Vancouver's movie-theatre godfather, Leonard Schein, isn't planning to make any money on his new venture, the Park Theatre on Cambie Street, which reopened on May 24. The problem is, he might not be able to help it.
This past weekend (May 27-29), more people came to the Park to see Ladies in Lavender than came to any of the 57 other North American theatres screening the British film. More than 2,000 people showed up. They sat in Schein's 506 seats, which are fitted with lumbar support for older audiences and movable arms that allow comfy snuggling for lovers. Many of them ate popcorn with real butter, the butter having been bought at the nearby Choices Market. Some ate goodies baked across the street by chefs at the Tomato Fresh Food Café and available at the Park concession. They listened to the new digital sound, enjoyed walking through the cayenne pepper- painted lobby, and watched the new curtain swing open and shut. After 23 years in the theatre business, Schein thought he was done. But this neighbourhood movie house-which he ran from 1990 until 2001-lured him back.
"If I didn't reopen it, no one would," Schein told the Georgia Straight. After Famous Players and Alliance Atlantis decided to close the 65-year-old theatre's doors this spring, the Park sat empty. Neighbours, business and residential, called Schein. He leased it in April, and his team spent seven days a week for almost two months renovating the space.
"I spent over $300,000 on the reno," he said. "That's the reason no one else would go in. It's not eco?nomically sensible. If it makes $50,000 per year, in six years it will break even. I could have done it for less, but the theatre deserved the money”¦.I hope not to lose money, but I did this mostly because I thought it should be there."
The Park breaks the rules for what makes a theatre "successful" in 2005. First, it only has one screen. As Schein pointed out, it has been 40 years since a single-screen theatre was built in this city. Second, there's no parking lot. Third, as other theatres' concessions offered more and more kinds of food, from chimichangas to cappuccinos, the Park's offers mostly the usual, with a few baked goods for variety. Fourth, Schein promises to not make use of the B.C. Liberals' "training wage" and will offer employees new to the workforce the full minimum wage, to start-unlike other theatres, he noted. Fifth, no Hollywood blockbusters.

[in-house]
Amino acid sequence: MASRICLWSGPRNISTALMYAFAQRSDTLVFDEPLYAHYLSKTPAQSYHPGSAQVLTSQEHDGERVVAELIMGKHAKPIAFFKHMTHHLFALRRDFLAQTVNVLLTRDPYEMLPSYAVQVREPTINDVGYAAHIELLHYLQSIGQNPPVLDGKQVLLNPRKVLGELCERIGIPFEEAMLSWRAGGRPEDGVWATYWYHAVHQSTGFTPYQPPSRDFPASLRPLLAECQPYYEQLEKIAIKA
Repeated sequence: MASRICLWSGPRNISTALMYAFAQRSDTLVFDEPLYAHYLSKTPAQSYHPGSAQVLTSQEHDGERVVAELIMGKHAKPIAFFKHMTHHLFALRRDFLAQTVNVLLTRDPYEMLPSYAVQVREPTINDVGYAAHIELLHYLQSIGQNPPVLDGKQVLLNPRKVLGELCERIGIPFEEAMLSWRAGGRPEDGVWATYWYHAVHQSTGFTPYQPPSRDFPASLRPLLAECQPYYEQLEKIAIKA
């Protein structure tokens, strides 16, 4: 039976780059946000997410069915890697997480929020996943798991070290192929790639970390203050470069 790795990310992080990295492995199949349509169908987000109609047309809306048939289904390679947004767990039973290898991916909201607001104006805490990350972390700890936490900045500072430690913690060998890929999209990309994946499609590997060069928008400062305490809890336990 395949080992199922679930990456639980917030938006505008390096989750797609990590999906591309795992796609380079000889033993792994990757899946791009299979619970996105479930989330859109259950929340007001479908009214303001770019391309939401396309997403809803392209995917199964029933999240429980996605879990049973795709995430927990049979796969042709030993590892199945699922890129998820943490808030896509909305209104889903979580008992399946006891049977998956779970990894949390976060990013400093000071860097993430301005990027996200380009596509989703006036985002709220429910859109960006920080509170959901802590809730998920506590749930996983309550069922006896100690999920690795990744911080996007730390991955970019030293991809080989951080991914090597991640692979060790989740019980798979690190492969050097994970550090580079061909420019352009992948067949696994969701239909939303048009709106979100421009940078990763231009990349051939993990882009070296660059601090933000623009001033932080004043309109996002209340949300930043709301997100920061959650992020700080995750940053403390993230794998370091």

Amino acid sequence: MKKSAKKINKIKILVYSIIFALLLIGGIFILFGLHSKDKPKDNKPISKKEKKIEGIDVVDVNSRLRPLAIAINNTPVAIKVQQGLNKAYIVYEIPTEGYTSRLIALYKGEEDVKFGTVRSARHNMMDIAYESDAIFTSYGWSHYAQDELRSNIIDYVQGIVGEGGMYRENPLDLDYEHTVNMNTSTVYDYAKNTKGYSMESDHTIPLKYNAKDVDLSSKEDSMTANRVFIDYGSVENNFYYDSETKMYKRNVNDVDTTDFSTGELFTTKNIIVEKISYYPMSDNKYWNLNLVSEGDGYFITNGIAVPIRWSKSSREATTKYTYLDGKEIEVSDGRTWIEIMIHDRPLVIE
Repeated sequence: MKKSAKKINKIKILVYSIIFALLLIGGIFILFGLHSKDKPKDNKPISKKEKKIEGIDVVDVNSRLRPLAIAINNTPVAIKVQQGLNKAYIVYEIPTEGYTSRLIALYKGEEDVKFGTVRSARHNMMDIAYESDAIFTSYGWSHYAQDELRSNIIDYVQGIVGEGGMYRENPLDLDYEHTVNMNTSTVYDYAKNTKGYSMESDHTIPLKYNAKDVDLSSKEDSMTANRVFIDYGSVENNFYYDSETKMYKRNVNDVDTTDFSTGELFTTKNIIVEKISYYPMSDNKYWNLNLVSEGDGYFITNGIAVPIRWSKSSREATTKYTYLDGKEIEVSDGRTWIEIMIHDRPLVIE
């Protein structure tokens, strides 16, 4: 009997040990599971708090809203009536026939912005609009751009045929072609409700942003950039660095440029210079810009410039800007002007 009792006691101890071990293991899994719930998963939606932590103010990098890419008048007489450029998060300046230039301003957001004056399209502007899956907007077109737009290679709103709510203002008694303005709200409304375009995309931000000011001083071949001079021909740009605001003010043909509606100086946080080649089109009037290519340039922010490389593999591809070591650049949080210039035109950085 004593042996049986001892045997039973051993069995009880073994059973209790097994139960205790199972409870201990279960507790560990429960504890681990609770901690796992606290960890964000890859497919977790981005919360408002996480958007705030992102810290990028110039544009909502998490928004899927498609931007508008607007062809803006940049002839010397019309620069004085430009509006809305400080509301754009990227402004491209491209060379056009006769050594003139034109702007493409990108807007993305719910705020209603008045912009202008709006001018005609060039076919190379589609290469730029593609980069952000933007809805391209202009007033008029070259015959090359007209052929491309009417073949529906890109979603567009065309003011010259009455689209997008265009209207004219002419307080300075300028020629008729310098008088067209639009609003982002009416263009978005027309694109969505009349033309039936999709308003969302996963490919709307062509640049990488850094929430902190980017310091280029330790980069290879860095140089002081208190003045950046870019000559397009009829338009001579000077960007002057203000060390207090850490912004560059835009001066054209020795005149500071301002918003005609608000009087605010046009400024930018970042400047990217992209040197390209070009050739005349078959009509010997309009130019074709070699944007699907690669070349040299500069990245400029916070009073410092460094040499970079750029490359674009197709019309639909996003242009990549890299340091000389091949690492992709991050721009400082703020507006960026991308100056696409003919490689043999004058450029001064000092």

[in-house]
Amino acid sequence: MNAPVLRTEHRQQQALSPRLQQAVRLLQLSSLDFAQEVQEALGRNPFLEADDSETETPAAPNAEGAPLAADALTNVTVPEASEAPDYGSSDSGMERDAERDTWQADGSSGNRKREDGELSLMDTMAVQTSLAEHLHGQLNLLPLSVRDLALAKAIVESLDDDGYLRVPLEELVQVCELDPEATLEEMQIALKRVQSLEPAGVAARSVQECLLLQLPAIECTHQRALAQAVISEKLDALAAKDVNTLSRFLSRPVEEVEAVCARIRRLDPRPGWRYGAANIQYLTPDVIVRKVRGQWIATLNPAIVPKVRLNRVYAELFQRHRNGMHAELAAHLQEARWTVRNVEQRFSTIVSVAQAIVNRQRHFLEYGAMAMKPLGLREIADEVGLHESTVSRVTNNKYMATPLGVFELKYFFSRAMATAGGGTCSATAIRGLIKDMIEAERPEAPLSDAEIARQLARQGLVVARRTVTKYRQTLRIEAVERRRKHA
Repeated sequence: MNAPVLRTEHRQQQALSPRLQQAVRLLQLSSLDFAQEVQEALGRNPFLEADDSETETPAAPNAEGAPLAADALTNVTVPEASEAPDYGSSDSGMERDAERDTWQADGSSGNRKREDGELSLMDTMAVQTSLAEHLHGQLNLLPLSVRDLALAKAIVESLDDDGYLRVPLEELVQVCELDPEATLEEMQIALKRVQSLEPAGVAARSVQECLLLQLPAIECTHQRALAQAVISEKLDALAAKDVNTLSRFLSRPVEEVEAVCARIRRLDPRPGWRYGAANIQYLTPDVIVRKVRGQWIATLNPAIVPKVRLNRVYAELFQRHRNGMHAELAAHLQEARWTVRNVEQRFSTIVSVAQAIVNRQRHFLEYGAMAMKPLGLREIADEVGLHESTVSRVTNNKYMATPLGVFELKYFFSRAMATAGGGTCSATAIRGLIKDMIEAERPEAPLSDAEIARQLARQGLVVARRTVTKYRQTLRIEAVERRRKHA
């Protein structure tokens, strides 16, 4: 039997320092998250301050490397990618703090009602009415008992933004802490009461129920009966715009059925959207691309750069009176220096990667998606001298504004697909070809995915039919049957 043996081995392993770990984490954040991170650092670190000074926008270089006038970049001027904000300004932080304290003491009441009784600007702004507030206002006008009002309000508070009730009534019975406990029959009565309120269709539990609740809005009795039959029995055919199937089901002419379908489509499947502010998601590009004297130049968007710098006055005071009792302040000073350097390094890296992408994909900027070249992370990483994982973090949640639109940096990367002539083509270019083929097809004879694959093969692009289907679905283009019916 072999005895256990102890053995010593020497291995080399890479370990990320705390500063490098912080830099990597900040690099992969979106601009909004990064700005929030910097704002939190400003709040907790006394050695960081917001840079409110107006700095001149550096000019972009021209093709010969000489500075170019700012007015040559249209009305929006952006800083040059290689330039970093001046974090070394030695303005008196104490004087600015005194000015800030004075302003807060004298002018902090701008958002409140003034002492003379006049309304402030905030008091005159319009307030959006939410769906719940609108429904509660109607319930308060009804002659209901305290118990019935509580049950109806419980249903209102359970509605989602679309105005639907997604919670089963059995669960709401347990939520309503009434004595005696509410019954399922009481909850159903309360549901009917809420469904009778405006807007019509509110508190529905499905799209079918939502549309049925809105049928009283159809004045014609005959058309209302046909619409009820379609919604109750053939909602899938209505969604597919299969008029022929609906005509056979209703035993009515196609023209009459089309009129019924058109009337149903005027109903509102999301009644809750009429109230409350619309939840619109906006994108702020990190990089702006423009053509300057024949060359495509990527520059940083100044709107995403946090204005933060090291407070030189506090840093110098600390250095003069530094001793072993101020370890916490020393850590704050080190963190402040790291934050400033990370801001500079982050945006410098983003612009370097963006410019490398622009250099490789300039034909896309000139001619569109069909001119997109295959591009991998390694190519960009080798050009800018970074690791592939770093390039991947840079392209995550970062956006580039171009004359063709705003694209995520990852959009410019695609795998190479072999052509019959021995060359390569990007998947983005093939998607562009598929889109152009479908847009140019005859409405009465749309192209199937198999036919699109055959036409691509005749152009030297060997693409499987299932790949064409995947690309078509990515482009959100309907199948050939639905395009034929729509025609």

As a veteran of Vancouver's scene, Schein is comfortable with breaking the rules. Born in Los Angeles, he attended university in San Francisco during the late '60s and early '70s, then came to Vancouver as a draft-dodger in 1972. He taught psy?chology at the community-college level, but he missed the alternative film culture of California. The only way he could see the films he craved, Schein realized, was to buy his own theatre. In 1978, he opened the Ridge. That was his first. Two years later, he bought the Vancouver East Cinema, and he started the Vancouver International Film Festival the next year. Schein continued to acquire and sell theatres, finally selling off the Park, the Varsity, the Starlight, and the Fifth Avenue cinemas in 2001. That's when he thought he was done.
Schein then took on other duties. He is often quoted in newspapers as the president of the Canadian Cancer Society for the Greater Vancouver Region, as the cochair of the Friends of [mayor] Larry Campbell, and as the president of the Point Grey Village Business Association. He is also the president of the Vancouver Jewish Film Festival, helps with revenue development at Doctors Without Borders, and is the president of Festival Cinemas, among other roles.
Now that he's back in the business, he admits his other commitments have "suffered" while he launched the Park. But the way he's running the theatre, it almost blends in with his other volunteer engagements. The Vancouver Folk Music Festival held a fundraiser there on May 26, the first of many the Park will host, he promised. On May 30, Schein's staff accommodated the Park's first monthly Movies for Mommies with baby-friendly features, including change tables and hot-water tubs for warming bottles. And he has already booked two Canadian films, both with a strong Vancouver connection, for the summer: Scared Sacred and Hank Williams First Nation.
In addition, supporting local independent businesses, he said, is central to his vision for the Park.
"The idea of working, shopping, and playing close to home is a good thing," he said. "It's better for the environment, and you support local merchants, which employ neighbours and provide convenience. Vancouver has very distinct neighbourhoods, and that's part of what makes it livable."
Undoubtedly, that's true. But the days of the single-screen neigh?bourhood movie house may be numbered.
Schein, though, hopes that with his investment, and the enduring popularity of a night out at the movies, the Park will live on for at least another 40 years.